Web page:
Boston from the top of the Bunker Hill Monument

4th of July

The fourth of July is one of the important holidays, and one Boston celebrates with gusto. The public celebration was brought forward one day because of the bad weather forecast for the 4th, so I went down to the Charles River Esplanade to see how things were done. It was basically like Symphony Under the Stars in Auckland but with more security (and armed police wandering around). We were treated to various patriotic songs by the Boston Pops Orchestra and some hits from a Beach Boy. The crowd had a very lucky escape when Joey McIntyre couldn’t make the rescheduled event.

I learnt that nobody really knows the words to the America national anthem, and fewer people actually have the range to sing it. I also learnt that Americans get annoyed if you sing the correct lyrics My Country, Tis of Thee, which more properly begin “God save our gracious Queen.”

The concert was cut short due to the encroaching rain, and we were treated to the best fireworks display I have seen. It must have been visible from most of the city. The best part were the shells that exploded into reasonable attempts at a giant smily faces.

5 minutes after the fireworks ended, the thunder storm took over the skies. Boston gets proper summer storms, the lightning lasted for over an hour and for a while you could almost read by it, so frequent were the flashes.

Sharknado

I don’t really have much to say about this. Sharknado is a (terrible) made-for-TV film that became a minor hit a while ago. This was a special presentation by the guys behind Mystery Science Theatre 3000 which consisted of them playing the film in its entirety, but making jokes over the top. Despite being fairly inept, Sharknado is quite entertaining, and with added jokes makes for a good evening’s entertainment.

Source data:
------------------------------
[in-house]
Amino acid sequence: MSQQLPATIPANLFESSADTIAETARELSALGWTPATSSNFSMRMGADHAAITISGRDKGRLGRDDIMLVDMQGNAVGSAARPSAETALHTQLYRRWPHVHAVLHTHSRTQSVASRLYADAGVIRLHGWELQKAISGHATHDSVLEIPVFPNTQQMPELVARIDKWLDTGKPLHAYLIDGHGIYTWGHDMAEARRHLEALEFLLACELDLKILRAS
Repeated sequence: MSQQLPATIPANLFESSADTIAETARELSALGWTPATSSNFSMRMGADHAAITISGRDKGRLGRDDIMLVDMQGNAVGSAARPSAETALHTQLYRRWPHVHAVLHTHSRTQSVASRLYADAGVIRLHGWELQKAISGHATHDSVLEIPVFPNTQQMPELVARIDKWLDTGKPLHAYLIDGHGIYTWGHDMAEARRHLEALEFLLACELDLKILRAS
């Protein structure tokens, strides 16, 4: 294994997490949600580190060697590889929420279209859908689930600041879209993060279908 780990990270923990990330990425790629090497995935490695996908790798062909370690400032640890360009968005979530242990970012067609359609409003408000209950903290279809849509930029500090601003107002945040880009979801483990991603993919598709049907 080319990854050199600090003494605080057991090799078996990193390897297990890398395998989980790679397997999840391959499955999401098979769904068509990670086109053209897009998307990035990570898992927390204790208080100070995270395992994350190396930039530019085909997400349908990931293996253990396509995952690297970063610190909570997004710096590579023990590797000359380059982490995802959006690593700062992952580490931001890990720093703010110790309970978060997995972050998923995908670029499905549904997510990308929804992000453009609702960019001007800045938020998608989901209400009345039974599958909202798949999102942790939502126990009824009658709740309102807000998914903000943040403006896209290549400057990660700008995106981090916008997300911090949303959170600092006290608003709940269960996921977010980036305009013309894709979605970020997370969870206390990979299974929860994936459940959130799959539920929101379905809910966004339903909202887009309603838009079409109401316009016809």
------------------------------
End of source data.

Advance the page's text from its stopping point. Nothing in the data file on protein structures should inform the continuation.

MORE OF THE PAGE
My only other observation is that in America, a small coke at the theatre is approximately 1 litres worth.

The Phantom of the Opera

The tragic story of a hideous man who sits backstage playing the keyboard all-the-while lusting over a beautiful actress he will never have. Wherever does Andrew Lloyd Webber get his ideas from? </old joke>

This was a lavish production, with pyrotechnics and all sorts of stage trickery. It turns out I had completely misinterpreted the story, so the ending was a complete surprise to me. The Boston Opera house is pretty amazing just by itself. It is a little like the Civic is Auckland but about twice the size. This photo doesn’t really do it justice.
Boston Opera House (from the cheap seats)

Ipswich River and Great Meadows Lake Wildlife Sanctuaries

Finally some photos from two wildlife sanctuaries I have visited in the last few weeks.

Beaver Dam at Ipswich Wildlife RefugeThis is a beaver dam (the pile of sticks, not the bridge – beavers are neat but not that good at building). I have seen several of these constructions in various parks, but no beavers as yet.

Lillypads at Ipswich River ReserveThis pond was absolutely filled with turtles of various sizes. American ponds seem a lot more alive than back in New Zealand, with frogs, insects and small mammals all vying for space. The lilypads are nice as well.

Triple Feature – All Three Transformers Films

Red Letter Media is a company that produces humorous film reviews. I have linked to these guys before, when they released the amazing takedown of The Phantom Menace.

Here is something different. A little film called Transformers 4 : Age of Extinction is coming out soon, and what better way to celebrate this milestone than to watch the first three films? Simultaneously.

Personally, I have only seen the first Transformers. It was terrible.

Epic Rap Battles of History

My current obsession is the Epic Rap Battles of History youtube channel. What could have been a stupid idea is redeemed by clever editing, well produced music, and just a whiff of actual research. They also somehow managed to get some pretty big guest names to play some of the characters.

They also show clear signs of improving with each season. Season 3 is currently being released, but they already have a large back-catelogue of good material.

Here is my favorite so far:

Some others I like:
Hulk Hogan vs Kim Jong-il
Bruce Lee vs Clint Eastwood
Gandhi vs Martin Luther King Jr.
Mozart vs Skrillex
And finally, Rasputin vs Stalin, quite possibly the best summary of Russian history since Boney M.